Black Tuesday, 1929 turned out to be a big deal. Black Monday, 1987 – not so much. The history books all duly note that the Wall Street crash of October 29, 1929 marked the opening act of the Great Depression, during which the US stock market at one point in the early 1930s had lost 80 percent of its value from the 1929 peak. The market did not recoup all its losses from that ’29 high point until 1954.
Conversely the 1987 crash, dramatic as it was on that one single day on October 19, did not usher in anything other than a few weeks of higher-than-average volatility before the growth cycle of the mid-late 1980s resumed in full. Though in all fairness we should note that Black Monday ’87 did spawn a fairly well-received TV series on Showtime, a feat that so far has eluded the Crash of ’29.
With this in mind, folks paying attention to the market chatter this week may have heard the phrase “Black Wednesday” pass the lips of pundits who study the fossil fuels industry. To be perfectly honest, we are of the opinion that this trope of “Black X-day” itself, so beloved of Wall Street bards, is dated, stale and overdue for retirement. But we do agree that what happened this past Wednesday was significant enough that the day may wind up being one of those rare turning points identified by future historians.
Calling Engine No 1
So what happened on Wednesday? Within roughly a 24-hour period three major things took place in the world of Big Oil. At the annual shareholder meeting of ExxonMobil, the oil behemoth ceded at least two seats on its board of directors to a climate activist group called Engine No 1 (the group is expected to gain a third seat when the official vote count is completed sometime next week). To put it mildly, ExxonMobil’s management is not used to contested shareholder votes like this, particularly when the start-up activist group (Engine No 1 was founded just last year) was backed by some of the company’s largest institutional investors including BlackRock and Vanguard. The activist board members plan to be vocal in putting pressure on ExxonMobil to sharply reduce its oil output.
Something similar happened to Chevron at its general meeting on the same day: shareholders voted on a measure to set strict emissions targets from the products it sells. And while green-minded shareholders were finding their institutional voice here in the US, a perhaps even more far-reaching decision was handed down across the Atlantic. A Dutch court in The Hague, Netherlands, ruled that Royal Dutch Shell must reduce its carbon emissions by 45 percent by 2030 against its 2019 levels – on an absolute basis, which is stricter than the carbon intensity targets (amount of carbon per megajoule of energy sold) that the company prefers to use as its benchmarks. That’s not a suggestion – it’s a demand backed by law.
What’s the Market Impact?
Wednesday’s events didn’t reverberate in any kind of immediate panic selling by investors of energy shares. There was a bit of a midweek dip in Big Oil, but prices quickly stabilized. Indeed, the overall narrative for the energy sector so far in 2021 has been mostly positive. Fears of higher inflation, coupled with expectations of surging demand and supply shortages in key goods, have drawn investors to real assets like industrial and energy commodities. Energy is outperforming all other major S&P 500 industrial sectors in the year to date.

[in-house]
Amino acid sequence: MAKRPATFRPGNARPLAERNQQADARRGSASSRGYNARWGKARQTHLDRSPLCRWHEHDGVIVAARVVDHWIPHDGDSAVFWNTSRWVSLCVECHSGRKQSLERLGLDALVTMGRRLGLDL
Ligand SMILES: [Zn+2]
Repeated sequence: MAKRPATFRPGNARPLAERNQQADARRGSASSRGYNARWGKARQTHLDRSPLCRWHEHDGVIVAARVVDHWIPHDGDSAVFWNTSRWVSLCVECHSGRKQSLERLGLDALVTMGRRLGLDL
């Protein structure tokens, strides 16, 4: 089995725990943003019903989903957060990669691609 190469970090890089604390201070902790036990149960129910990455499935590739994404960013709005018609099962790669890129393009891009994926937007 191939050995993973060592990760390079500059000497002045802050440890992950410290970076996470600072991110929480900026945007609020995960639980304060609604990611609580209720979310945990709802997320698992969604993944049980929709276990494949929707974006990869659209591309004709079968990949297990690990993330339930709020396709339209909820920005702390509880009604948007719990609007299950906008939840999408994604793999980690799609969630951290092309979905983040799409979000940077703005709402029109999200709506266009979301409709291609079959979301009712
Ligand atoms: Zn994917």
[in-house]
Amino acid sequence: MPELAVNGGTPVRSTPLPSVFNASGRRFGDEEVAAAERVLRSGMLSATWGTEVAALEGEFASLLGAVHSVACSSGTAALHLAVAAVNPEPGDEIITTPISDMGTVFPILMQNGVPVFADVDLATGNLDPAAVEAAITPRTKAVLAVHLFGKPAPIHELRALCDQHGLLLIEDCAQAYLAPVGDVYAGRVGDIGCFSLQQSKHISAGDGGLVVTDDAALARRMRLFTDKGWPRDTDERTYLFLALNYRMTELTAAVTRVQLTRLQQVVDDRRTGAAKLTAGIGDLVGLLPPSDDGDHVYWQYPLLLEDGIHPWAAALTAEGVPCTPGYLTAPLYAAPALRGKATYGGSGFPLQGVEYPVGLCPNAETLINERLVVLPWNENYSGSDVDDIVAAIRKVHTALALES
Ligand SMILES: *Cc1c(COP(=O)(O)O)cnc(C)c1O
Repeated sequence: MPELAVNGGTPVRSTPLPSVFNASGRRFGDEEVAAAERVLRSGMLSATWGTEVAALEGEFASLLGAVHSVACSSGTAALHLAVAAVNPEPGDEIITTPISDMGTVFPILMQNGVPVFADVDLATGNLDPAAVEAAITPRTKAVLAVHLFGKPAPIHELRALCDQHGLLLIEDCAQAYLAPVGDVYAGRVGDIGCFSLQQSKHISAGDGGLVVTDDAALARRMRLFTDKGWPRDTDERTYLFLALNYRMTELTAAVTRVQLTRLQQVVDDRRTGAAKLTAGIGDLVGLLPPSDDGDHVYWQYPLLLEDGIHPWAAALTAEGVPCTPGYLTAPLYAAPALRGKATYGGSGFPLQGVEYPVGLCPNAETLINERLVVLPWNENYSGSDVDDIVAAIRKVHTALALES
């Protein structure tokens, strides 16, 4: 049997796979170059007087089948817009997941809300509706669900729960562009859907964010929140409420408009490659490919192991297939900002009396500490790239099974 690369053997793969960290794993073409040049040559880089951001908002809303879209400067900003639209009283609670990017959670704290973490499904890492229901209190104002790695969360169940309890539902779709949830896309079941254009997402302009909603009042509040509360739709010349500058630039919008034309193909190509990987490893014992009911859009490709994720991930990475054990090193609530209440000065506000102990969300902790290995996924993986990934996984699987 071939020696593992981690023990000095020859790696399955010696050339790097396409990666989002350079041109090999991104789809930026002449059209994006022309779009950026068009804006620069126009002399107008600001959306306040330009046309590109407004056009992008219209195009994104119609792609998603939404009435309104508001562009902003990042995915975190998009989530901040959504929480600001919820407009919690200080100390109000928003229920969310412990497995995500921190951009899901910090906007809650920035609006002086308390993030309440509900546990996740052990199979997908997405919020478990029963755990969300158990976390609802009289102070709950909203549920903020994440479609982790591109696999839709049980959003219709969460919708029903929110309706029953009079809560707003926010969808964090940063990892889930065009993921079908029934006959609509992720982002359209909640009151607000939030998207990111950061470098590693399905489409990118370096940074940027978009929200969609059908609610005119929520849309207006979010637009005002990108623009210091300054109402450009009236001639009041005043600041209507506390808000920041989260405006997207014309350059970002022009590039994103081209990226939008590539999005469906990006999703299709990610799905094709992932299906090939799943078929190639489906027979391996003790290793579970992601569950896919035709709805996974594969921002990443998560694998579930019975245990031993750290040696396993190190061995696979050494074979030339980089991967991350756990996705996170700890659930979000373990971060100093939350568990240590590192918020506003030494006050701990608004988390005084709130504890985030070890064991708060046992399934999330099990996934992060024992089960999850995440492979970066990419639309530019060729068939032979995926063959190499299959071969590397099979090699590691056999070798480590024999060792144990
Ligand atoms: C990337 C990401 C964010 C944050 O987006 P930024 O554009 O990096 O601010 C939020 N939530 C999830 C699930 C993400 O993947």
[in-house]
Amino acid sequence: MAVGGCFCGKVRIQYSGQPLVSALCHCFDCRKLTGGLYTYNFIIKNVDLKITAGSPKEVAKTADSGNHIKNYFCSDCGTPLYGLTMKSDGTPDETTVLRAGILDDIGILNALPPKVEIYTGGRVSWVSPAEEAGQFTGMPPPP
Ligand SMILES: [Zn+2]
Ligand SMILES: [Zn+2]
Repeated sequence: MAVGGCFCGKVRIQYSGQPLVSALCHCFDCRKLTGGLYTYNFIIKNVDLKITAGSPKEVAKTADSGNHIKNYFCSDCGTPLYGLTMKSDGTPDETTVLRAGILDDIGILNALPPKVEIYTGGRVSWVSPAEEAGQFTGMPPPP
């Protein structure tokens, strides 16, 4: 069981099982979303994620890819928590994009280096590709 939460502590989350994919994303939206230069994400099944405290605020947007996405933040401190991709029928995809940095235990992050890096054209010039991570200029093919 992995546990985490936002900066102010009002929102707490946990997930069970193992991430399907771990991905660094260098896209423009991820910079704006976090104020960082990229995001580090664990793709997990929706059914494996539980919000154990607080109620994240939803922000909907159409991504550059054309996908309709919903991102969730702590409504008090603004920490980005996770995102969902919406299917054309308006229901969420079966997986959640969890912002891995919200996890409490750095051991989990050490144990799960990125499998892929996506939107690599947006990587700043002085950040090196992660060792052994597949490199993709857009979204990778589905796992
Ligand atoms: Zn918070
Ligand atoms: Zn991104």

The sense among those who closely follow the energy industry is that the tangible effects of Wednesday will take some time to materialize, and in the meantime they are not quite ready to quit the sector while those positive short-term dynamics are still in play. But “short term” is the operative phrase here. In a bigger-picture sense one could argue that the market has already rendered its verdict on the future of Big Oil, well ahead of what happened this past Wednesday. The chart below shows the performance of the energy sector against the S&P 500 from the beginning of 2014 to the present.
Even with the sharp rally in energy shares that started late last year, the sector is worth only 60 percent of its value at the beginning of 2014, while the benchmark index has more than doubled in value. The longer-term question for the diversified energy majors like ExxonMobil and Royal Dutch Shell is whether this new level of direct pressure – from shareholders, from the courts and from general public opinion – will push them to more aggressively develop core competencies in clean energy sectors.
They will certainly face challenges if that is the route they choose – from agile clean energy companies already staking out real estate in the emergent sector to their own stale institutional cultures based on more than a century of assumptions about the primary role of fossil fuels in the economy. It’s not impossible. But at this juncture it would seem like a long shot. Wednesday May 26 could potentially be one of those narrative markers that actually stands the test of time.